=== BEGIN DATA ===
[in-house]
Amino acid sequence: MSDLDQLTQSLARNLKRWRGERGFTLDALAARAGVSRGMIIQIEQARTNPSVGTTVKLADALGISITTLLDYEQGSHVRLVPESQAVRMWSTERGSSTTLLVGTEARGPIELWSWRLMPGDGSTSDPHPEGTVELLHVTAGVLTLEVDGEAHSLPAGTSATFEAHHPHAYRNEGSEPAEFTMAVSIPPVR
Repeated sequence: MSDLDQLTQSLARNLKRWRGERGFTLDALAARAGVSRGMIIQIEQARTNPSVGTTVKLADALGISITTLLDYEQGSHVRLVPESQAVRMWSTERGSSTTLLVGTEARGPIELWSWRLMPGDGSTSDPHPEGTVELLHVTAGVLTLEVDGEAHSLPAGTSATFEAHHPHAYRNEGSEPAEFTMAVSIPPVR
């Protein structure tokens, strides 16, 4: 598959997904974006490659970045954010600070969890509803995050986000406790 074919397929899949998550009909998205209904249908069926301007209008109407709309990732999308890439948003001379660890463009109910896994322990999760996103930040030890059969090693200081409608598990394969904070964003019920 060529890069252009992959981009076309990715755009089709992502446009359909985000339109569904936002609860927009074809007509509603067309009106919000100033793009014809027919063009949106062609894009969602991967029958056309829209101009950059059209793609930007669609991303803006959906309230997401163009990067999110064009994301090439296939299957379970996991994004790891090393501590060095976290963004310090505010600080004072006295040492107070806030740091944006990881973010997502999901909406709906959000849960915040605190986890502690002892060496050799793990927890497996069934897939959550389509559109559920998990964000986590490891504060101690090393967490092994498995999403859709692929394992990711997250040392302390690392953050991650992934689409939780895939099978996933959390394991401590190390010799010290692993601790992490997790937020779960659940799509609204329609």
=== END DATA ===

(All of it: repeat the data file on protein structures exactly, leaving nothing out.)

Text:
[in-house]
Amino acid sequence: MSDLDQLTQSLARNLKRWRGERGFTLDALAARAGVSRGMIIQIEQARTNPSVGTTVKLADALGISITTLLDYEQGSHVRLVPESQAVRMWSTERGSSTTLLVGTEARGPIELWSWRLMPGDGSTSDPHPEGTVELLHVTAGVLTLEVDGEAHSLPAGTSATFEAHHPHAYRNEGSEPAEFTMAVSIPPVR
Repeated sequence: MSDLDQLTQSLARNLKRWRGERGFTLDALAARAGVSRGMIIQIEQARTNPSVGTTVKLADALGISITTLLDYEQGSHVRLVPESQAVRMWSTERGSSTTLLVGTEARGPIELWSWRLMPGDGSTSDPHPEGTVELLHVTAGVLTLEVDGEAHSLPAGTSATFEAHHPHAYRNEGSEPAEFTMAVSIPPVR
């Protein structure tokens, strides 16, 4: 598959997904974006490659970045954010600070969890509803995050986000406790 074919397929899949998550009909998205209904249908069926301007209008109407709309990732999308890439948003001379660890463009109910896994322990999760996103930040030890059969090693200081409608598990394969904070964003019920 060529890069252009992959981009076309990715755009089709992502446009359909985000339109569904936002609860927009074809007509509603067309009106919000100033793009014809027919063009949106062609894009969602991967029958056309829209101009950059059209793609930007669609991303803006959906309230997401163009990067999110064009994301090439296939299957379970996991994004790891090393501590060095976290963004310090505010600080004072006295040492107070806030740091944006990881973010997502999901909406709906959000849960915040605190986890502690002892060496050799793990927890497996069934897939959550389509559109559920998990964000986590490891504060101690090393967490092994498995999403859709692929394992990711997250040392302390690392953050991650992934689409939780895939099978996933959390394991401590190390010799010290692993601790992490997790937020779960659940799509609204329609």